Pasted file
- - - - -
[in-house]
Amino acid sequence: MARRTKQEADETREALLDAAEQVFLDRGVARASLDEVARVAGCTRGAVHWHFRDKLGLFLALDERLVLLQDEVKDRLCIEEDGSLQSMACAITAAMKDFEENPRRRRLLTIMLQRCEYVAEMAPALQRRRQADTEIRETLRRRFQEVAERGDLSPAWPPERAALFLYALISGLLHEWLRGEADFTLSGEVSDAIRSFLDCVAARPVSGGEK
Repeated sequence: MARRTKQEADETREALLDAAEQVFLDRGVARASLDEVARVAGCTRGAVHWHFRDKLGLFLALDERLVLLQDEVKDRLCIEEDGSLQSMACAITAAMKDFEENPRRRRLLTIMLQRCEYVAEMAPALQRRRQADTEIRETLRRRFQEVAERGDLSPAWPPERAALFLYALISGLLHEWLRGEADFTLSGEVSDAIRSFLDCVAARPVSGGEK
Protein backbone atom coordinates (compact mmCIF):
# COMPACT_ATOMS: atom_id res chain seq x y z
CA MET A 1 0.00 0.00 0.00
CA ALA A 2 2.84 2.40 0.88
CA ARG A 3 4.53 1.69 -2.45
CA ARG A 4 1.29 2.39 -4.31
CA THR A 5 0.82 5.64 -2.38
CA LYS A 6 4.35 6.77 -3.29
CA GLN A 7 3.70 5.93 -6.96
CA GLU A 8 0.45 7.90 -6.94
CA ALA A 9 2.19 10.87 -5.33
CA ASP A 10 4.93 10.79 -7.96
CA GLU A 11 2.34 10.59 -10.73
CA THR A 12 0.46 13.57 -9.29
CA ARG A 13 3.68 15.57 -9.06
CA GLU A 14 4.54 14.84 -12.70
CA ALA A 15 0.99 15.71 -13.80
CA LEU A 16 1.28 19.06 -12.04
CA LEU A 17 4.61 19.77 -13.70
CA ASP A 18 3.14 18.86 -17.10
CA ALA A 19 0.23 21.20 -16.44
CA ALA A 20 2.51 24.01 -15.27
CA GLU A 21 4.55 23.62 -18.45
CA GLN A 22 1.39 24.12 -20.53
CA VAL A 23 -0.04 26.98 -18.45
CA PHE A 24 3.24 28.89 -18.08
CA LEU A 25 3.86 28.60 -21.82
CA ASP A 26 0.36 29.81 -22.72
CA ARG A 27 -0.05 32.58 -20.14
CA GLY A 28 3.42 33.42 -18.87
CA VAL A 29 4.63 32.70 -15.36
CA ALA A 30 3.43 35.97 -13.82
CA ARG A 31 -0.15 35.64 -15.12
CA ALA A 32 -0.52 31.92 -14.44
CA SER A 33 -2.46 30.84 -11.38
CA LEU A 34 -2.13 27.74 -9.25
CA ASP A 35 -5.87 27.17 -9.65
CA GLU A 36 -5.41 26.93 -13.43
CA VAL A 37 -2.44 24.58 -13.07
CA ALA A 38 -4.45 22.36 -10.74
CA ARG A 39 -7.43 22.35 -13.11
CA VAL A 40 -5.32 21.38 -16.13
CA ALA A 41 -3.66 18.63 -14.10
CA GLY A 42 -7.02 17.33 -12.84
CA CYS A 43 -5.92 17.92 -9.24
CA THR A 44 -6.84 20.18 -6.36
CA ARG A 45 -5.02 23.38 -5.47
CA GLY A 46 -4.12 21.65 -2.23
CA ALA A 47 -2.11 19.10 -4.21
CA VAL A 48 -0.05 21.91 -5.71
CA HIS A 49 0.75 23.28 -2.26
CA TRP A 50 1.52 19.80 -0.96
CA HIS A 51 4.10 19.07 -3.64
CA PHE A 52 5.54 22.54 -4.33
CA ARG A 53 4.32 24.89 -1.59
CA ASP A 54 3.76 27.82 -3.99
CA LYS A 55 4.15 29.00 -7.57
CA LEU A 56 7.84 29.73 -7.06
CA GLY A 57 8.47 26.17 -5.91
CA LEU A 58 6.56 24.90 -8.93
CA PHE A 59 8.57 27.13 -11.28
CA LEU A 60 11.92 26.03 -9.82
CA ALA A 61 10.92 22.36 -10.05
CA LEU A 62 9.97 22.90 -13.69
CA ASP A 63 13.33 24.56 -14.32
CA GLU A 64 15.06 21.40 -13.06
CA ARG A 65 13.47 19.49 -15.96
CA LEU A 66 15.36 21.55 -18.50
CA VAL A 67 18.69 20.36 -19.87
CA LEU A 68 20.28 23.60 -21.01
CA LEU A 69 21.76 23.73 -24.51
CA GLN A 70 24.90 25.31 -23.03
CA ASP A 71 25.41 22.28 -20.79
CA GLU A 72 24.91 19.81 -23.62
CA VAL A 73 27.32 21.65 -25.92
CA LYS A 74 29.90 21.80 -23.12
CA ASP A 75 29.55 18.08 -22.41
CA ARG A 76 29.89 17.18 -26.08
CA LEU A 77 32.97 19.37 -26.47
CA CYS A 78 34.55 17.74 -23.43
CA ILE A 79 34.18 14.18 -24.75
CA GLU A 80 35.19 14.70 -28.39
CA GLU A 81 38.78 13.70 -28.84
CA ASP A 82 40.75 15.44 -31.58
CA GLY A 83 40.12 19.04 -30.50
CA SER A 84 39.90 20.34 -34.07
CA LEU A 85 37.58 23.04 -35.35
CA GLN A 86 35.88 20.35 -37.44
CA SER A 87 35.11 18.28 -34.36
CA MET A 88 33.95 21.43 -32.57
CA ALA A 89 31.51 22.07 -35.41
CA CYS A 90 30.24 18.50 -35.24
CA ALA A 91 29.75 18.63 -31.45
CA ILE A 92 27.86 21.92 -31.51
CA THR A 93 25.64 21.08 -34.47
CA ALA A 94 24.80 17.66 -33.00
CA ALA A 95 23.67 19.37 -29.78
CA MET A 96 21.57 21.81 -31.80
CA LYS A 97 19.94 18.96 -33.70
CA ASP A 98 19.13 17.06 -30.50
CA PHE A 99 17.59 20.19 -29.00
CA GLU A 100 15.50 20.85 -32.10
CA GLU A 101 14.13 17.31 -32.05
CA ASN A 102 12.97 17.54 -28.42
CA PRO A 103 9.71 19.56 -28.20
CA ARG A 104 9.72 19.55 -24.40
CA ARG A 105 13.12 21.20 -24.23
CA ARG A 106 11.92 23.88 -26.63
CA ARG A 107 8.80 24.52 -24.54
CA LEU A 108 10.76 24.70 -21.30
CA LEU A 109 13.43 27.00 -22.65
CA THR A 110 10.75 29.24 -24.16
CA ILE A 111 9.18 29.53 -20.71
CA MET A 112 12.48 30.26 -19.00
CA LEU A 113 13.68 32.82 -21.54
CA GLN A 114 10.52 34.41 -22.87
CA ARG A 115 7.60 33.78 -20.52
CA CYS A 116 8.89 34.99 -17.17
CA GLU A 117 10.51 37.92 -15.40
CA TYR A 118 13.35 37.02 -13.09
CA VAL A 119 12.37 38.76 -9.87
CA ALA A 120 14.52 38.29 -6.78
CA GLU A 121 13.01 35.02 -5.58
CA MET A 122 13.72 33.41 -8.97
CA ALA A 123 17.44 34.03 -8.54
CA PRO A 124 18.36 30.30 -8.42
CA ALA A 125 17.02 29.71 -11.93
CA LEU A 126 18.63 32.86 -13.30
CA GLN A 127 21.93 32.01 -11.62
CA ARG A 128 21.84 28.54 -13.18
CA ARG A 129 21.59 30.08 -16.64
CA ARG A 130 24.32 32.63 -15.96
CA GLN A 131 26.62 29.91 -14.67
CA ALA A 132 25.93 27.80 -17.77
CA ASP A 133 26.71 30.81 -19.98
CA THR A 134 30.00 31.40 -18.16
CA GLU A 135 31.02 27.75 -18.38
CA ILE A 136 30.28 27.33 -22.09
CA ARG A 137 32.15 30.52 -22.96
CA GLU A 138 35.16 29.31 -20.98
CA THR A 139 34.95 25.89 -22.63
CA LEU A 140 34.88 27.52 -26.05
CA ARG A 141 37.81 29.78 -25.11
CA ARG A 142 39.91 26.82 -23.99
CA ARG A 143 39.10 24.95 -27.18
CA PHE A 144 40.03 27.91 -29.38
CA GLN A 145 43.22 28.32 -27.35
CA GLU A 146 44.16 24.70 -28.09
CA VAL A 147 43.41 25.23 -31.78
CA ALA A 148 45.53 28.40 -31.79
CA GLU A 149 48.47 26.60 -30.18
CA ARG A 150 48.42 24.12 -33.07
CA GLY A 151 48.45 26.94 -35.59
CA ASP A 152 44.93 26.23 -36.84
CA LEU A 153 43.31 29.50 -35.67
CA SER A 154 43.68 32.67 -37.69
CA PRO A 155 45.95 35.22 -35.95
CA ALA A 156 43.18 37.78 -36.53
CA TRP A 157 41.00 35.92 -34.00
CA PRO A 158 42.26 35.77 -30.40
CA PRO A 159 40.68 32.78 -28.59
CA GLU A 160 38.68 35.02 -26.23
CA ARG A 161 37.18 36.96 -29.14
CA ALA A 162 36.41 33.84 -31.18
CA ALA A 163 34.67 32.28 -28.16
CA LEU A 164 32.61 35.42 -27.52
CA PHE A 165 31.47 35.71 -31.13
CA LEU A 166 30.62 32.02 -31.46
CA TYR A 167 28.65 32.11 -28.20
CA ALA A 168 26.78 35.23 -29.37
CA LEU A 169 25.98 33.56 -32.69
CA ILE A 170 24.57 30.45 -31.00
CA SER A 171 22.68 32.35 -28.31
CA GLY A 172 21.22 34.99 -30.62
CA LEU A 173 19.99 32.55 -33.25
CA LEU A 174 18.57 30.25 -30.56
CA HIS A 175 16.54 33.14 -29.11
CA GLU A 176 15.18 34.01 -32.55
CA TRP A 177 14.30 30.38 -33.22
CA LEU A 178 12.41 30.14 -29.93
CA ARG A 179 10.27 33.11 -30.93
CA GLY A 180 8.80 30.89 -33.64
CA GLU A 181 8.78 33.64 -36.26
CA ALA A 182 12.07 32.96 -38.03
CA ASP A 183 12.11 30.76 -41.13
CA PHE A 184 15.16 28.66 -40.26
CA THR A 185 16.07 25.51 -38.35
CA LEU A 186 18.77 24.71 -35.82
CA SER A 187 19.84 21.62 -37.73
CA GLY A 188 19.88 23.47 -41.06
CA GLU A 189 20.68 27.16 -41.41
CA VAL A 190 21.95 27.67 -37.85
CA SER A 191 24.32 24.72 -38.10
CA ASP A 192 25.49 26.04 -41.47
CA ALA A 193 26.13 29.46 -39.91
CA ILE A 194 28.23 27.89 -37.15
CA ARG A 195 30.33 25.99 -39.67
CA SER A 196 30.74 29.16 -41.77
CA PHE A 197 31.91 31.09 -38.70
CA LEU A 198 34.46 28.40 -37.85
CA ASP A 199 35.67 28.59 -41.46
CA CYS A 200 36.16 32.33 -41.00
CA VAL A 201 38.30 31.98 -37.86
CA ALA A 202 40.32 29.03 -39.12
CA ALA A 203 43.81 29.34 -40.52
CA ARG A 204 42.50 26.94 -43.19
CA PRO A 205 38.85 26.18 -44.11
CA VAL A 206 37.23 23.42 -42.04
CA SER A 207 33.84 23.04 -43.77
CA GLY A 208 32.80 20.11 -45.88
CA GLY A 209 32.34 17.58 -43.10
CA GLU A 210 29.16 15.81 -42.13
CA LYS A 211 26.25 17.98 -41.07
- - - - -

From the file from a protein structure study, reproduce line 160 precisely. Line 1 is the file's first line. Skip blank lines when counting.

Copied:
CA PRO A 155 45.95 35.22 -35.95